Hiking

Submitted by Chris Lang on May 29, 2014
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Tags: Hiking
On the TrailsOn a typical good weather weekend you’ll see plenty of hikers at the popular trailheads such as the Giant Mountain Roaring Brook Trailhead. When we arrived at the trailhead after a short drive from where we were staying in Schroon Lake, we parked on the side of the road since the parking lot was full of other hikers. Here we met up with a few friends to take one of the less
Submitted by Elizabeth Lee on Jul 04, 2013
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Tags: Hiking
After three days of using my boot drier last week I was pretty excited about a hike on a dirt road instead of soggy trails.  I had the good fortune to join Steven Engelhart of Adirondack Architectural Heritage on a trip into the magical Camp Santononi.  Steven and 2012 intern Charlotte Barrett were launching a new interpretive guide which Barrett wrote.  Despite downpours
Submitted by Debbie on May 09, 2013
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We've continued to explore the Hammond Pond Wild Forest, this time heading to Moose Mountain Pond. Signs of spring are everywhere in early May. Woodland flowers, such as Trillium and Trout Lillies, are blooming. The pale ash leaves that had clung to the branches through the winter now litter the trail, pushed off by new growth. There is a cacophony of bird songs. There is also an opportunity to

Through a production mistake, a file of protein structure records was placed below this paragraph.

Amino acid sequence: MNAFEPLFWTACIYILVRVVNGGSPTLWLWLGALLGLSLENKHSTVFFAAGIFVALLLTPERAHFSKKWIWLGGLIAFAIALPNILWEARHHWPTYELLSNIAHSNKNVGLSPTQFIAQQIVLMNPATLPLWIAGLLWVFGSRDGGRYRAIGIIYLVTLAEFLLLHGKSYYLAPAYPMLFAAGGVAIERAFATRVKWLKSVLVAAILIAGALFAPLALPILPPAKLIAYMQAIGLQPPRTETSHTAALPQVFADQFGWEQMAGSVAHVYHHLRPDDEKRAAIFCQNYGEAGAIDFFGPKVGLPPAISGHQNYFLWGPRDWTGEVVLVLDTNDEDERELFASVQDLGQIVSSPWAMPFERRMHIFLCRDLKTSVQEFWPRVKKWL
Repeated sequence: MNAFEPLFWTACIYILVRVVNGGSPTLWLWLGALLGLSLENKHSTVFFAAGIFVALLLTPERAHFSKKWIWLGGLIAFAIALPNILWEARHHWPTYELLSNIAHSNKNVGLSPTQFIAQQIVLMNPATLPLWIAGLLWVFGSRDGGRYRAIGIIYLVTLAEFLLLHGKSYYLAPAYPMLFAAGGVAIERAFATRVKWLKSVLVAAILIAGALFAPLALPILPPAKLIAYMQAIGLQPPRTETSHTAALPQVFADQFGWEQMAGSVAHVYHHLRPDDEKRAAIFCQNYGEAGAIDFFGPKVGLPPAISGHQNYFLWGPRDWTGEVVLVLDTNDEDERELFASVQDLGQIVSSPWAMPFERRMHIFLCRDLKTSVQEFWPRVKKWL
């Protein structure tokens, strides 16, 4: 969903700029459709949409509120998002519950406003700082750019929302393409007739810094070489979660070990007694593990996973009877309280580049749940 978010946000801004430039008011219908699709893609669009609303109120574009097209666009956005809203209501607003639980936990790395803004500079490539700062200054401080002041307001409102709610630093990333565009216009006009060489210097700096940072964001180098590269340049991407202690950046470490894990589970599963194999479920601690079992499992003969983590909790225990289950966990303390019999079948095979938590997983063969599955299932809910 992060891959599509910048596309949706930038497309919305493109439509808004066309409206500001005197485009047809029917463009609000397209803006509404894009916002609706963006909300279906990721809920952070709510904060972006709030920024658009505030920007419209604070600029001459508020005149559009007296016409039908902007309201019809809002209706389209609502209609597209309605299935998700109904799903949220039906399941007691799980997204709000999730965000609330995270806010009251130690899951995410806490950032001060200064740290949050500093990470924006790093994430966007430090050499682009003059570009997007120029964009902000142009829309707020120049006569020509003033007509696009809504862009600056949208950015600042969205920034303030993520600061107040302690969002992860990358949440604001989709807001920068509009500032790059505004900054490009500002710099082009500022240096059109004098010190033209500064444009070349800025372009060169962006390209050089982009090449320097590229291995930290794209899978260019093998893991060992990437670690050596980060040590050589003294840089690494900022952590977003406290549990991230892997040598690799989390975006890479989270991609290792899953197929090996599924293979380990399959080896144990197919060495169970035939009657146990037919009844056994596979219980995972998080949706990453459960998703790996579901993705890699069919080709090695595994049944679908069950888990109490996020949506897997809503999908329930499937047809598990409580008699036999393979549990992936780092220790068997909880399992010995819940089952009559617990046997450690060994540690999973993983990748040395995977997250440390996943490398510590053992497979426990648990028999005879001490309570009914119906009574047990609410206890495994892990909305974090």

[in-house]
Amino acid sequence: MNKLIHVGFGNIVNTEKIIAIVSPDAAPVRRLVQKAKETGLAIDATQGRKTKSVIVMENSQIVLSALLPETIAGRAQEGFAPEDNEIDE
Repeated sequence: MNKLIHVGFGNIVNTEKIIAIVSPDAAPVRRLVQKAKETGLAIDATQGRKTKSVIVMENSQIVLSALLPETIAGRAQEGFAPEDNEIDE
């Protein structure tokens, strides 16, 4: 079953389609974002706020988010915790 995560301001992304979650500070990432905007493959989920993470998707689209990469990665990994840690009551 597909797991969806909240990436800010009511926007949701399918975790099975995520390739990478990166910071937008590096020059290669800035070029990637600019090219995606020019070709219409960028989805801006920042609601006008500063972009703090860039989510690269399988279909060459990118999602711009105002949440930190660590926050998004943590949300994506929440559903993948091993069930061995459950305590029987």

Submitted by Debbie on May 01, 2013
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When spring comes to the Adirondacks, it's a glorious sight. The bright blue sky domes deciduous trees showing hints of green. Birds sing, frogs croak and all around are the sounds of water running over rocks. Even a short hike is a treat for the senses.We were getting a late morning start, so my son and I headed back to the Hammond Pond Wilderness in North Hudson to explore Chalis Pond. The
Submitted by Elizabeth Lee on Apr 29, 2013
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For some time I've been curious about a little spot on the map that I thought was called Chalice Pond. Chalice--like a medieval goblet or something you'd use for communion. Two guidebooks refer to it as Challis Pond. A History of Essex County, edited by H. P. Smith in 1885, refers to an early settler named Timothy Chellis who lived on a road near the area and Barbara McMartin's guidebook